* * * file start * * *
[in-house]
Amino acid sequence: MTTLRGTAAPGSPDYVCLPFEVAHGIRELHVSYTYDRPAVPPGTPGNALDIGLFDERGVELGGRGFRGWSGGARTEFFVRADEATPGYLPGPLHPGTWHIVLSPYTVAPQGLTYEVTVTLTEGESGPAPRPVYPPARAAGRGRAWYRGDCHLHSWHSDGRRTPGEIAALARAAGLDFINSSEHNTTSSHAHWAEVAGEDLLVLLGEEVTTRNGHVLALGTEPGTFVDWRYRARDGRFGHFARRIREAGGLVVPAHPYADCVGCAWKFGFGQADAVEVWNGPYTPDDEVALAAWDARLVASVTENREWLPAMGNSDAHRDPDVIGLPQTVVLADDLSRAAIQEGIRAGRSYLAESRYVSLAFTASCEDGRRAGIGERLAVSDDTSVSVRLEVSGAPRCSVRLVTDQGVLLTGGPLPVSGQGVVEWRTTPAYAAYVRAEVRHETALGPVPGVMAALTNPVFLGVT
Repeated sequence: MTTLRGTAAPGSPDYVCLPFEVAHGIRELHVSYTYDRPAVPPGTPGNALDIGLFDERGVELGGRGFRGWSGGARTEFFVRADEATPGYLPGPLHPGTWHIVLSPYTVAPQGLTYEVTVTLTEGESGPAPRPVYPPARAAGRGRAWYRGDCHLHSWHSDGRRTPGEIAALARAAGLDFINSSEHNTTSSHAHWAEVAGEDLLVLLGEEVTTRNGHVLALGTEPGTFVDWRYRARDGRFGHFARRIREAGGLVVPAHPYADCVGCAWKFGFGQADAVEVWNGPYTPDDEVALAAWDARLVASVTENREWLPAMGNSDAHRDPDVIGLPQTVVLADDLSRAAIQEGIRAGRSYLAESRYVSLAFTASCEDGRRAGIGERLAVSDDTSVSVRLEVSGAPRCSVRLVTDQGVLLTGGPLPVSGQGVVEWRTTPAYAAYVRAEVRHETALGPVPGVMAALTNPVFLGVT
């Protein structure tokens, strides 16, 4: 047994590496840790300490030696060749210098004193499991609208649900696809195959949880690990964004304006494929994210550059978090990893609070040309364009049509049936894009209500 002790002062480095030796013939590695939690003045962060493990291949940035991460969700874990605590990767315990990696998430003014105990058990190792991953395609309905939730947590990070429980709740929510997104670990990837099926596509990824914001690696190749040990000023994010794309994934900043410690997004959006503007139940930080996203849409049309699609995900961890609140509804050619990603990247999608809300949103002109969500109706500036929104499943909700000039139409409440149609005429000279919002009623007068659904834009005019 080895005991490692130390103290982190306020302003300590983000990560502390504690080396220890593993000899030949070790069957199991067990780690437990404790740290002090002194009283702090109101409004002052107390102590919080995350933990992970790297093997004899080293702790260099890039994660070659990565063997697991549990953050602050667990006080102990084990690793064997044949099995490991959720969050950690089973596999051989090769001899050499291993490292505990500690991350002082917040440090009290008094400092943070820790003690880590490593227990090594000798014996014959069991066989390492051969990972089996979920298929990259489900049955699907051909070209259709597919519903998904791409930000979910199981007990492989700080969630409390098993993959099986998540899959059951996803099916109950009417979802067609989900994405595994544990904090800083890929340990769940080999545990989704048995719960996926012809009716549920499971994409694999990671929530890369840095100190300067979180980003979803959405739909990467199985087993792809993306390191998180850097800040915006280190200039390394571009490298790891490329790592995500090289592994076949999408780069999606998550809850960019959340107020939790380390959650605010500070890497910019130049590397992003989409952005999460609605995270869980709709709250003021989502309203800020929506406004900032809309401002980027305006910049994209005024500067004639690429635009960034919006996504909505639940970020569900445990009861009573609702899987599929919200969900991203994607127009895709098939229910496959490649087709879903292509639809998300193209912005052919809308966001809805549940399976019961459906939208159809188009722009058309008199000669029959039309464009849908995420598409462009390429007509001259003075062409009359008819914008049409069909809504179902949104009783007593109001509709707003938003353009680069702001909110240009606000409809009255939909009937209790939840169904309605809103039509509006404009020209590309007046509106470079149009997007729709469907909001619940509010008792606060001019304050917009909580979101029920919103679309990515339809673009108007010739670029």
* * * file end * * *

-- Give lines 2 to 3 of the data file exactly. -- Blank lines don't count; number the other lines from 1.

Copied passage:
Amino acid sequence: MTTLRGTAAPGSPDYVCLPFEVAHGIRELHVSYTYDRPAVPPGTPGNALDIGLFDERGVELGGRGFRGWSGGARTEFFVRADEATPGYLPGPLHPGTWHIVLSPYTVAPQGLTYEVTVTLTEGESGPAPRPVYPPARAAGRGRAWYRGDCHLHSWHSDGRRTPGEIAALARAAGLDFINSSEHNTTSSHAHWAEVAGEDLLVLLGEEVTTRNGHVLALGTEPGTFVDWRYRARDGRFGHFARRIREAGGLVVPAHPYADCVGCAWKFGFGQADAVEVWNGPYTPDDEVALAAWDARLVASVTENREWLPAMGNSDAHRDPDVIGLPQTVVLADDLSRAAIQEGIRAGRSYLAESRYVSLAFTASCEDGRRAGIGERLAVSDDTSVSVRLEVSGAPRCSVRLVTDQGVLLTGGPLPVSGQGVVEWRTTPAYAAYVRAEVRHETALGPVPGVMAALTNPVFLGVT
Repeated sequence: MTTLRGTAAPGSPDYVCLPFEVAHGIRELHVSYTYDRPAVPPGTPGNALDIGLFDERGVELGGRGFRGWSGGARTEFFVRADEATPGYLPGPLHPGTWHIVLSPYTVAPQGLTYEVTVTLTEGESGPAPRPVYPPARAAGRGRAWYRGDCHLHSWHSDGRRTPGEIAALARAAGLDFINSSEHNTTSSHAHWAEVAGEDLLVLLGEEVTTRNGHVLALGTEPGTFVDWRYRARDGRFGHFARRIREAGGLVVPAHPYADCVGCAWKFGFGQADAVEVWNGPYTPDDEVALAAWDARLVASVTENREWLPAMGNSDAHRDPDVIGLPQTVVLADDLSRAAIQEGIRAGRSYLAESRYVSLAFTASCEDGRRAGIGERLAVSDDTSVSVRLEVSGAPRCSVRLVTDQGVLLTGGPLPVSGQGVVEWRTTPAYAAYVRAEVRHETALGPVPGVMAALTNPVFLGVT